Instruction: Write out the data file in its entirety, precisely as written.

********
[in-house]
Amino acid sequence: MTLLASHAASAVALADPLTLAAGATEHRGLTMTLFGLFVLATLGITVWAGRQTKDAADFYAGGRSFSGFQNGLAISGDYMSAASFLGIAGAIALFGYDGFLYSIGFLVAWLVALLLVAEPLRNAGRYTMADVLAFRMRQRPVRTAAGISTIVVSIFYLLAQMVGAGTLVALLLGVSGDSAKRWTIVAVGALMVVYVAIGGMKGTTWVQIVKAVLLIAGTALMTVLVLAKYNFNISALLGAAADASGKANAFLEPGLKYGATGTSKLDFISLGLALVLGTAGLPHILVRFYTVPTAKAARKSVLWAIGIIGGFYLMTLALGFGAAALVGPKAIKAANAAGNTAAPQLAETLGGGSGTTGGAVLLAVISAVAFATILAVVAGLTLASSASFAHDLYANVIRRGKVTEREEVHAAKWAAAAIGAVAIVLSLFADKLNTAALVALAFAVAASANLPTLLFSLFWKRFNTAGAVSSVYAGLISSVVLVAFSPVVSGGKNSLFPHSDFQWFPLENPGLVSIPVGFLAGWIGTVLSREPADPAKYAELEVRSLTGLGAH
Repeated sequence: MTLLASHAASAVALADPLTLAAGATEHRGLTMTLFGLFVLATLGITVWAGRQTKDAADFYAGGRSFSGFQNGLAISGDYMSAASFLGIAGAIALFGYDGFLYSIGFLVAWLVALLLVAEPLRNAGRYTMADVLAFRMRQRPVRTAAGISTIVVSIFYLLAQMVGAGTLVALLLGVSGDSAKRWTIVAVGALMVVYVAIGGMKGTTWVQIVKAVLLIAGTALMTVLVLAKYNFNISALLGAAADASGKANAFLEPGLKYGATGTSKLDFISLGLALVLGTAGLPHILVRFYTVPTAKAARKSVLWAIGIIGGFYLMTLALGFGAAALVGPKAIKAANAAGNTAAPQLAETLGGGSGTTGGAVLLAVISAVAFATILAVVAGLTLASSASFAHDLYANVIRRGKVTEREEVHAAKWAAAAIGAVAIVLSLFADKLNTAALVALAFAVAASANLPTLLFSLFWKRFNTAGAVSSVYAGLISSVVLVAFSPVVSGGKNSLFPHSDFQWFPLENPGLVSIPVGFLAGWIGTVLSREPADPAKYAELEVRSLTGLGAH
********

[in-house]
Amino acid sequence: MTLLASHAASAVALADPLTLAAGATEHRGLTMTLFGLFVLATLGITVWAGRQTKDAADFYAGGRSFSGFQNGLAISGDYMSAASFLGIAGAIALFGYDGFLYSIGFLVAWLVALLLVAEPLRNAGRYTMADVLAFRMRQRPVRTAAGISTIVVSIFYLLAQMVGAGTLVALLLGVSGDSAKRWTIVAVGALMVVYVAIGGMKGTTWVQIVKAVLLIAGTALMTVLVLAKYNFNISALLGAAADASGKANAFLEPGLKYGATGTSKLDFISLGLALVLGTAGLPHILVRFYTVPTAKAARKSVLWAIGIIGGFYLMTLALGFGAAALVGPKAIKAANAAGNTAAPQLAETLGGGSGTTGGAVLLAVISAVAFATILAVVAGLTLASSASFAHDLYANVIRRGKVTEREEVHAAKWAAAAIGAVAIVLSLFADKLNTAALVALAFAVAASANLPTLLFSLFWKRFNTAGAVSSVYAGLISSVVLVAFSPVVSGGKNSLFPHSDFQWFPLENPGLVSIPVGFLAGWIGTVLSREPADPAKYAELEVRSLTGLGAH
Repeated sequence: MTLLASHAASAVALADPLTLAAGATEHRGLTMTLFGLFVLATLGITVWAGRQTKDAADFYAGGRSFSGFQNGLAISGDYMSAASFLGIAGAIALFGYDGFLYSIGFLVAWLVALLLVAEPLRNAGRYTMADVLAFRMRQRPVRTAAGISTIVVSIFYLLAQMVGAGTLVALLLGVSGDSAKRWTIVAVGALMVVYVAIGGMKGTTWVQIVKAVLLIAGTALMTVLVLAKYNFNISALLGAAADASGKANAFLEPGLKYGATGTSKLDFISLGLALVLGTAGLPHILVRFYTVPTAKAARKSVLWAIGIIGGFYLMTLALGFGAAALVGPKAIKAANAAGNTAAPQLAETLGGGSGTTGGAVLLAVISAVAFATILAVVAGLTLASSASFAHDLYANVIRRGKVTEREEVHAAKWAAAAIGAVAIVLSLFADKLNTAALVALAFAVAASANLPTLLFSLFWKRFNTAGAVSSVYAGLISSVVLVAFSPVVSGGKNSLFPHSDFQWFPLENPGLVSIPVGFLAGWIGTVLSREPADPAKYAELEVRSLTGLGAH